Bill Gates Joins Stephen Hawking in Fears of a Coming Threat from "Superintelligence"

Erik J. Larson


Bill Gates has jumped into the fray over concerns of a coming machine superintelligence. He did so in a recent Q&A at reddit, reports TechRadar:

Gates was asked: "How much of an existential threat do you think machine superintelligence will be?"

He admitted: "I am in the camp that is concerned about super intelligence." He took a somewhat more measured stance than Hawking, but sees AI as a real concern.

"First the machines will do a lot of jobs for us and not be super intelligent. That should be positive if we manage it well. A few decades after that though the intelligence is strong enough to be a concern.

"I agree with Elon Musk and some others on this and don’t understand why some people are not concerned," he wrote in the thread.

MInd-and-Technology3.jpgSuperintelligence is the currently trending idea of soon-to-come super-smart robots, the latest iteration of the decades-old dream of Artificial Intelligence (AI): machines that think like humans. Only with superintelligence, so the speculation goes, the machines will be smarter than humans, and thus pose an "existential" threat to us.

The term was coined by Nick Bostrom, Oxford professor and Director of the Future of Humanity Institute at Oxford. Bostrom has written the book on superintelligence — literally: his 2013 bestseller Superintelligence: Paths, Dangers, Strategies. In the book, he seeks to displace the old, science-fiction sounding prediction of a "Singularity," a crossover point where society becomes unrecognizable due to superior machine intelligence, replacing it with the more Oxford-sounding "intelligence explosion" (which means the same thing).

Bostrom, like "Singularitarians" Ray Kurzweil or Vernor Vinge before him, sees the fate of humanity as being in the hands of smarter-than-human machines. What will happen? How will they treat us?

I’m not surprised by the latest hype, the change of names for the same old sci-fi worries, and the rest of the almost manic superintelligence discussion today. As I’ve said before, it reminds me of the global warming debate circa 2005. AI is in a bubble, with worries about the future of smart machines all the rage. I am surprised, though, that many very prominent business, technology, and science personalities are so concerned.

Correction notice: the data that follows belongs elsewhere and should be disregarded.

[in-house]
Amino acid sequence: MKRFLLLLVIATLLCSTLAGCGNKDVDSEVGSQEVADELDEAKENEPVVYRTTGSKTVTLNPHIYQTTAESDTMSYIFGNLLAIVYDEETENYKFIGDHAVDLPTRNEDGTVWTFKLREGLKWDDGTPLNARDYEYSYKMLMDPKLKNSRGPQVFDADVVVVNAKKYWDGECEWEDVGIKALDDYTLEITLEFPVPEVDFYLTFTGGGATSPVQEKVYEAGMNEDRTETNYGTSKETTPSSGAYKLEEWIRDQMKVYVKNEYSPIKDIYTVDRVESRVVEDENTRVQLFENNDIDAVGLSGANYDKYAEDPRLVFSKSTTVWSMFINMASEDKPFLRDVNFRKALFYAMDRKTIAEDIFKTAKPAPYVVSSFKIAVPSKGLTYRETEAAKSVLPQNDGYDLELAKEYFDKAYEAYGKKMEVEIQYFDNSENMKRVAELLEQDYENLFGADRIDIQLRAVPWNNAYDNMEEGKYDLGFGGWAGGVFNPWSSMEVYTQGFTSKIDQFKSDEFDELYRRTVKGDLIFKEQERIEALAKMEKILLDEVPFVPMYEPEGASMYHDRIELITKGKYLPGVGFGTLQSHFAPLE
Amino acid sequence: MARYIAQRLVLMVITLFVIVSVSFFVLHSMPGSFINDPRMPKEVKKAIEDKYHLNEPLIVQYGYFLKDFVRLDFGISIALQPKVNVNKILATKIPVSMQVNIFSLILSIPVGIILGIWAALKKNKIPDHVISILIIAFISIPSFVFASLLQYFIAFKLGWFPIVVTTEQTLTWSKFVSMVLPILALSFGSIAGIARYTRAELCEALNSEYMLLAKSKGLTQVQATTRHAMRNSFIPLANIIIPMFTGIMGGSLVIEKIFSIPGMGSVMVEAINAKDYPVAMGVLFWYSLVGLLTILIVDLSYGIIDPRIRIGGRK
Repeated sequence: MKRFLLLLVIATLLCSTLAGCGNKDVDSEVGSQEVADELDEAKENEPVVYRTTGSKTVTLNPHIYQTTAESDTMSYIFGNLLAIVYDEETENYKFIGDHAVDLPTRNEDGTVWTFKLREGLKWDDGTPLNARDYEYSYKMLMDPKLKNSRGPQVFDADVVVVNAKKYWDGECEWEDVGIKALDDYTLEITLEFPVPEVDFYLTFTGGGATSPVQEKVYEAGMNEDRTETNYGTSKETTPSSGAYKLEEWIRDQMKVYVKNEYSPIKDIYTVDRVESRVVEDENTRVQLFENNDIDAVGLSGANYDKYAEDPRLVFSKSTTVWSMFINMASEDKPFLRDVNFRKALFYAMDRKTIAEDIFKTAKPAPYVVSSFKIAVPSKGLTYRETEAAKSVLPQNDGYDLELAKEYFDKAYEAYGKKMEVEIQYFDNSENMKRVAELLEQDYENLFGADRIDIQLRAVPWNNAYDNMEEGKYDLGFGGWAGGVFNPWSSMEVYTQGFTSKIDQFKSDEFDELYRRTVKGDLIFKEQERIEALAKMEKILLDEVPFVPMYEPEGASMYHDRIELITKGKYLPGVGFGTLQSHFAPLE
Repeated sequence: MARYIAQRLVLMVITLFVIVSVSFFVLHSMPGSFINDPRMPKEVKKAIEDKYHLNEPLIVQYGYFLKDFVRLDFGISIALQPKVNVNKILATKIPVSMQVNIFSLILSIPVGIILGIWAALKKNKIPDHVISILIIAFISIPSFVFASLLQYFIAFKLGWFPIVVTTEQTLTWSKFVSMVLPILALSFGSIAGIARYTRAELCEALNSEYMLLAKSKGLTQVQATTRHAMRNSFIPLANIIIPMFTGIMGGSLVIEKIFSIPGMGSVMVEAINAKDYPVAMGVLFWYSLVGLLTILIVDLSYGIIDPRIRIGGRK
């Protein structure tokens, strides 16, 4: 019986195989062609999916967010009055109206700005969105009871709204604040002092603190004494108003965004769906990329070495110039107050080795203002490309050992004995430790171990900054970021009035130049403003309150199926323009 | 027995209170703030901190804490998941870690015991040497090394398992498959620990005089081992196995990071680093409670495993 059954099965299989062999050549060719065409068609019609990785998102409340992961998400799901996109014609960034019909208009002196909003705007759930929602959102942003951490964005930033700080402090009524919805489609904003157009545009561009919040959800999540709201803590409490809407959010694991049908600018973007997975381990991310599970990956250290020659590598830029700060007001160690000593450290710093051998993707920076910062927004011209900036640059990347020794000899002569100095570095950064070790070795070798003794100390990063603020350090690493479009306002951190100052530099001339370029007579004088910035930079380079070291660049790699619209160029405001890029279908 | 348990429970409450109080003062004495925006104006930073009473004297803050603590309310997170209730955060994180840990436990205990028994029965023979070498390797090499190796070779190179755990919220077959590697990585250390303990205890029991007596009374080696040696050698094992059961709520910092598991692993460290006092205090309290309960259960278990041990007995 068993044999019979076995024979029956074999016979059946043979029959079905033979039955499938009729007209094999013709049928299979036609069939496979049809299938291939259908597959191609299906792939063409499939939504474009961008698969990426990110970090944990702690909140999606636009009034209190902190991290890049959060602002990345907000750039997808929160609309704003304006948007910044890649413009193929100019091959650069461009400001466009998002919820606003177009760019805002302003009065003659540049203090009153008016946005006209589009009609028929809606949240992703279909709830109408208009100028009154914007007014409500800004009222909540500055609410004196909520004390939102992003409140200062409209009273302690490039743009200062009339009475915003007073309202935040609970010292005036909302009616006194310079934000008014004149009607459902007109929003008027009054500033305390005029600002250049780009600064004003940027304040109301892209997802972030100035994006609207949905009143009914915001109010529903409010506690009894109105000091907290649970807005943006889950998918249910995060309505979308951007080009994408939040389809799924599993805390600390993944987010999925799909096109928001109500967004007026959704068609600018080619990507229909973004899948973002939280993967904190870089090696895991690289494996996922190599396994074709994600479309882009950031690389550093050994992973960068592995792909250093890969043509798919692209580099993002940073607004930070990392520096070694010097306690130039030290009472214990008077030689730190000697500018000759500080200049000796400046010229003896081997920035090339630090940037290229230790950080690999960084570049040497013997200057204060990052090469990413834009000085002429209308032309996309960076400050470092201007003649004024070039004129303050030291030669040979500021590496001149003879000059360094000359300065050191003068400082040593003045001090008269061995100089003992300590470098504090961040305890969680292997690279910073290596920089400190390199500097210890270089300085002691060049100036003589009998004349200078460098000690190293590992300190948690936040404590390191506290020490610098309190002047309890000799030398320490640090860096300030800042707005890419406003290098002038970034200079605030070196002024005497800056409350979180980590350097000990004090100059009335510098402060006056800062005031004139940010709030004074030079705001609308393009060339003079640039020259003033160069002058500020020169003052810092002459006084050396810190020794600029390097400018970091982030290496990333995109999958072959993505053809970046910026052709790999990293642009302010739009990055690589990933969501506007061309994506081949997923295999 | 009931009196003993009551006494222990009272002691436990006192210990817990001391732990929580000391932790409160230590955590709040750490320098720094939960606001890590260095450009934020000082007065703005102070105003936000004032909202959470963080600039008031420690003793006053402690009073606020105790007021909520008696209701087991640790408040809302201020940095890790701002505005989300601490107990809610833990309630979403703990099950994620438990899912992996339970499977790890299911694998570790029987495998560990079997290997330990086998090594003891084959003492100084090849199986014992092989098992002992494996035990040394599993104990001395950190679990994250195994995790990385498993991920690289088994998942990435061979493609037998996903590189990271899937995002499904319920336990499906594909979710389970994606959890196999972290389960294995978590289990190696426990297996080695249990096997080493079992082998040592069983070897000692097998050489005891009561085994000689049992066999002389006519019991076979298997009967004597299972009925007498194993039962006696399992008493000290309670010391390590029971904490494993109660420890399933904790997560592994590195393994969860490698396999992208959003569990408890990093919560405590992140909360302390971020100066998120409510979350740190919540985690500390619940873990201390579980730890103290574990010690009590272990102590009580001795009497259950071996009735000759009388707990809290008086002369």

They speak authoritatively about the imminent rise of smart machines. Yet as a scientific inference based on actual Artificial Intelligence research, I’ve argued repeatedly that the superintelligence claim is unsubstantiated.

It’s telling that luminaries like Gates, Elon Musk, and Stephen Hawking, who are weighing in now with such vehemence, are not scientists working on issues in Artificial Intelligence. Elon Musk is an entrepreneur, Stephen Hawking an astrophysicist, and Gates is a former software engineer whose main technical contribution was on operating systems back in the 1970s and ’80s.

Since then he’s been a businessman — a very good one, but business has little to reveal about the plausibility of reproducing minds through computer programs. Even Bostrom is a philosopher of economics. Apparently to foresee the imminent rise of machines, you can be only rather loosely connected to the actual science.

Image by World Economic Forum [CC BY-SA 2.0], via Wikimedia Commons.

Erik J. Larson

Fellow, Technology and Democracy Project
Erik J. Larson is the author of The Myth of Artificial Intelligence and works on issues in computational technology and intelligence (AI). He earned his Ph.D. in Philosophy from The University of Texas at Austin in 2009. His dissertation was a hybrid that combined work in analytic philosophy, computer science, and linguistics and included faculty from all three departments.



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